National media takes note of Tutwiler troubles

Published 9:09am Monday, March 10, 2014

For many years sub-standard housing and overcrowding have been associated with Tutwiler Prison for Women in Wetumpka. But in the past two years the prison’s name has increasingly become synonymous with sexual abuse, physical intimidation, violence, humiliation and degradation against inmates.

And that reputation has garnered the attention of not only media outlets across the state, but nationwide.

A Feb. 25 story by VICE said, “these women are totally vulnerable, not only to the guards but to each other. They’re zoo animals on display … Sure, prisons are notoriously horrible especially throughout the South, but Julia Tutwiler seems to have a uniquely savage reputation.”

According to another article – published March 1 in both the New York Times and the Boston Globe – “For a female inmate, there are few places worse” than Tutwiler. “Corrections officers have raped, beaten and harassed women inside the aging prison for at least years,” it continued.

A March 3 piece in Cosmopolitan calls “this prison in Alabama hell on earth for women.”

It also adds that women sent to prison expect to miss their families, to encounter pushy prison guards and even get into altercations with other inmates, “But few expect to be repeatedly sexually assaulted, beaten and psychologically abused at the hands of the prison staff. This has been the horrific reality for the women serving time at Julia Tutwiler.”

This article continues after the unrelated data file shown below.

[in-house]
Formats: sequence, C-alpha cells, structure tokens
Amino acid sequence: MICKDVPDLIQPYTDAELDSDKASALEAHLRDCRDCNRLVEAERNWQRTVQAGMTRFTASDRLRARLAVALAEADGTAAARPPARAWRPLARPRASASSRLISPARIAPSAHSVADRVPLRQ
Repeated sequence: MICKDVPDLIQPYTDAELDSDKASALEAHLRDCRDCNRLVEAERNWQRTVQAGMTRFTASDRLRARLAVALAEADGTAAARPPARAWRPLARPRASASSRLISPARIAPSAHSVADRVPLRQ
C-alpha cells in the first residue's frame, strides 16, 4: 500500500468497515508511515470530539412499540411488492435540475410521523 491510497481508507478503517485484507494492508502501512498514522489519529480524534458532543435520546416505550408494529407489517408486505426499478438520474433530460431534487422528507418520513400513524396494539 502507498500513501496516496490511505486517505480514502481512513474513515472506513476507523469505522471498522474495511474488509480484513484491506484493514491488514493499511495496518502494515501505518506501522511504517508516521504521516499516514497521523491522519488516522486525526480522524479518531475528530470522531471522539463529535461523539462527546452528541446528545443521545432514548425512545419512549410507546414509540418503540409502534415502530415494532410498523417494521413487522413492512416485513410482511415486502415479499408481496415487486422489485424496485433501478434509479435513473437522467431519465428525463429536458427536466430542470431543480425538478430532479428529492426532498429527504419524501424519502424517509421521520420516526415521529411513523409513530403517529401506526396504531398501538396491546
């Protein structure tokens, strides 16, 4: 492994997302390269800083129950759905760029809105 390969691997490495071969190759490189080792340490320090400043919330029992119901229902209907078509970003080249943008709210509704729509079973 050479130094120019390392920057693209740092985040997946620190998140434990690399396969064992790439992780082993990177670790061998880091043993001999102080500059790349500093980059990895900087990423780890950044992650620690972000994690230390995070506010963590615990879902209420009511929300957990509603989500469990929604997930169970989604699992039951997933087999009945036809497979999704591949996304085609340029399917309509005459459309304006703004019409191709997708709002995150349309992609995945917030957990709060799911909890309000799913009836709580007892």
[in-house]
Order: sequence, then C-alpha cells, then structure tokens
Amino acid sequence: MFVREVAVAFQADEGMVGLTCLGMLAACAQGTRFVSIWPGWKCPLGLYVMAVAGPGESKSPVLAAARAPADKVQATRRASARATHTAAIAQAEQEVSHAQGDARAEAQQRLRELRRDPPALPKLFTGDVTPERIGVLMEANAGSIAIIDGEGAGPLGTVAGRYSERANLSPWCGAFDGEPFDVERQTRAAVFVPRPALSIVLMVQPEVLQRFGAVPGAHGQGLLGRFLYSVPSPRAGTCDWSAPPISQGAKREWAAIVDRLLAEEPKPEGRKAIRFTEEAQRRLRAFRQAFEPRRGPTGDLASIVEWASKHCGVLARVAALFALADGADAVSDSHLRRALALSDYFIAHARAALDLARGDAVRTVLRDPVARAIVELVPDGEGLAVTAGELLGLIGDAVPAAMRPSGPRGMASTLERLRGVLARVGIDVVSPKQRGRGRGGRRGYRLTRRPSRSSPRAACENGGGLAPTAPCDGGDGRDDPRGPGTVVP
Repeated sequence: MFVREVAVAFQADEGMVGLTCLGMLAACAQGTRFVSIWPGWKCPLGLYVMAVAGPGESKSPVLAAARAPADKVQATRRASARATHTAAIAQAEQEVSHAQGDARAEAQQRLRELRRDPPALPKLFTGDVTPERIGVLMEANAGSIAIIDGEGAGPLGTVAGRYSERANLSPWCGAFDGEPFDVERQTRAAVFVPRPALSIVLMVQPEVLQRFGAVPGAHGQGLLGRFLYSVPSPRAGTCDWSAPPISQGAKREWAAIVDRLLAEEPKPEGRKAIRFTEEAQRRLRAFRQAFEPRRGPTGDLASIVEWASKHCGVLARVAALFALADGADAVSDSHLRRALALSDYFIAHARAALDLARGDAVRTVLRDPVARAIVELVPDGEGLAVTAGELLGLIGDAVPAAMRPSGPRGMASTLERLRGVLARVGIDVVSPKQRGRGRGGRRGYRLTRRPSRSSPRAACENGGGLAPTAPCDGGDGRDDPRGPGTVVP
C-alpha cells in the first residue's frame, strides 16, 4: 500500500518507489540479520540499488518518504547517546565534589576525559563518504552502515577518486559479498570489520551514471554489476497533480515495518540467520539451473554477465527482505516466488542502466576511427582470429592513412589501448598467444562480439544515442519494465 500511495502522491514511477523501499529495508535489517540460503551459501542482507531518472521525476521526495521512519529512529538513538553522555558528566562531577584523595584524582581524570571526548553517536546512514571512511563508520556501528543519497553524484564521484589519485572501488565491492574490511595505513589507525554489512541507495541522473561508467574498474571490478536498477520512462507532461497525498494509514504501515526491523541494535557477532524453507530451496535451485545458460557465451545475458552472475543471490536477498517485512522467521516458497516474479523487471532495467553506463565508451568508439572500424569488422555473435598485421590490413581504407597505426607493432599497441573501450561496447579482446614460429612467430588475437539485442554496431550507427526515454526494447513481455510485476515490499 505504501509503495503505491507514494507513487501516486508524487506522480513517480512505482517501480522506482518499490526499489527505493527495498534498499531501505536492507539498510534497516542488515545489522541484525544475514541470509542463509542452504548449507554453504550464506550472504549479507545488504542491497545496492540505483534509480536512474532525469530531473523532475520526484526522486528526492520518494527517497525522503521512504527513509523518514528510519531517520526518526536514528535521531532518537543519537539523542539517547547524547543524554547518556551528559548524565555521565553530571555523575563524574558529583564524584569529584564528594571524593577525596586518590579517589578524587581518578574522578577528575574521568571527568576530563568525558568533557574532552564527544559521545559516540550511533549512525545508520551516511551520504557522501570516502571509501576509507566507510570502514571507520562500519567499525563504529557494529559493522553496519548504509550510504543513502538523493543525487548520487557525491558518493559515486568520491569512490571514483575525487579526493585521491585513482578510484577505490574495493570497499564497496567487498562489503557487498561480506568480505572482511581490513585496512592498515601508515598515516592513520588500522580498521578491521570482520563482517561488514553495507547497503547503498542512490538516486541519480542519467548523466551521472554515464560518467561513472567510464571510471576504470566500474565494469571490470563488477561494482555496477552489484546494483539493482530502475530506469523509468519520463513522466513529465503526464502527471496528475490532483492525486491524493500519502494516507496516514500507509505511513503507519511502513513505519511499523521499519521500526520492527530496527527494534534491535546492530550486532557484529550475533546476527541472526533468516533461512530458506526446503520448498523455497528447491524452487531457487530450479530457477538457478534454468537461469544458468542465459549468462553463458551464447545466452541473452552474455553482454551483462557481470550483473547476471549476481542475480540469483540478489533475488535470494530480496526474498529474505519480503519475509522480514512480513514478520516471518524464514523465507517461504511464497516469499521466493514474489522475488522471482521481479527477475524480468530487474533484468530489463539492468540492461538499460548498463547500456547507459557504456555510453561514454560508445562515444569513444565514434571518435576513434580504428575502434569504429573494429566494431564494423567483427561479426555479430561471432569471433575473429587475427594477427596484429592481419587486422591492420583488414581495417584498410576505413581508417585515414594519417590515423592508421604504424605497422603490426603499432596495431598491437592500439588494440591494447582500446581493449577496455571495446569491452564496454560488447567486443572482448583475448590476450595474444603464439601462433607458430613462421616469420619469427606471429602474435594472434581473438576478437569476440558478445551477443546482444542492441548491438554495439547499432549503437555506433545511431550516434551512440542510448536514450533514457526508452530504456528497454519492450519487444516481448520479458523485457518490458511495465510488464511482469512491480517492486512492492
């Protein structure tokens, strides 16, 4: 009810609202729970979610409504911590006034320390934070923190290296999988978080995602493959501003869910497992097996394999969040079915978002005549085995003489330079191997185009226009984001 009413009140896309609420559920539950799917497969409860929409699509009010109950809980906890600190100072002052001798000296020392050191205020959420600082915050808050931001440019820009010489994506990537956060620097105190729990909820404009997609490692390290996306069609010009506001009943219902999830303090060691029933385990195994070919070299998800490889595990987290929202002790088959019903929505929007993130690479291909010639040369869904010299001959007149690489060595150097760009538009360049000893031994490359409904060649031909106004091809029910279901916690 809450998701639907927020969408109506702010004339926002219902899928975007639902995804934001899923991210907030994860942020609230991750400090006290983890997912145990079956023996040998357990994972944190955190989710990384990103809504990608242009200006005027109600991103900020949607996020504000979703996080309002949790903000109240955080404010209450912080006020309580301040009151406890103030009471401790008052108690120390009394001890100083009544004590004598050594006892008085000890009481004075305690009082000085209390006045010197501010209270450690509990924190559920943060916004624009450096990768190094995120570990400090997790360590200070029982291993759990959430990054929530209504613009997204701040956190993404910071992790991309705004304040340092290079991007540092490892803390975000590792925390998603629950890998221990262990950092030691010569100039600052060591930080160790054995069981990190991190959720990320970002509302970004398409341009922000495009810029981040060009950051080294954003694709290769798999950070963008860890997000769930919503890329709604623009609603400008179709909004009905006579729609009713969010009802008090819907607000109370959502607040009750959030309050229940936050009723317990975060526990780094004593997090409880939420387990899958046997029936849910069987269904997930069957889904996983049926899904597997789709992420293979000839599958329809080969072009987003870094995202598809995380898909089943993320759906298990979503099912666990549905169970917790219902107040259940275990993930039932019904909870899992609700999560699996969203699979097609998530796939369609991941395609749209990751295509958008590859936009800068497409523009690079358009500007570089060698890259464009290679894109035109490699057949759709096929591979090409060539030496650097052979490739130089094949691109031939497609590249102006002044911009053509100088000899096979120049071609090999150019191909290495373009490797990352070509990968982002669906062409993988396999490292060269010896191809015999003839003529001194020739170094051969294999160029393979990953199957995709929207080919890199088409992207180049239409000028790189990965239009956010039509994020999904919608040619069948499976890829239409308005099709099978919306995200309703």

The spark which ignited the growing conflagration surrounding the facility was a 38-page report released by the National Institute of Corrections in November 2012. The findings of that report documented numerous instances of sexual misconduct and mistreatment of prisoners by staff, dating back nearly two decades.

In January 2013 representatives of the Alabama Department of Corrections pledged to actively work to ferret out and correct such issues using an action plan based on the NIC report and 58 items that were listed as needing correction.

On Jan. 22, The Wetumpka Herald reported on a 36-page letter from the Department of Justice to Gov. Robert Bentley concluding Tutwiler is operating in violation of the U.S. Constitution, denying the inmates their Eighth Amendment rights.

“These problems have been festering for years, and are well known to Alabama prison officials,” said Jocelyn Samuels, Acting Assistant Attorney General for the Civil Rights Division.

The letter listed specific instances in which officers required inmates to engage in sexual acts in exchange for basic sanitary supplies and referenced prisoner complaints concerning male corrections officers watching inmates shower or use the toilet.

“We have never downplayed the significant and serious nature of these allegations,” said Thomas. “I do not, however, agree that Tutwiler is operating in a deliberately indifferent or unconstitutional manner. We will cooperate with the Department of Justice and continue our efforts to implement changes and recommendations with the goal of improving prison conditions and avoiding potential contested litigation.”

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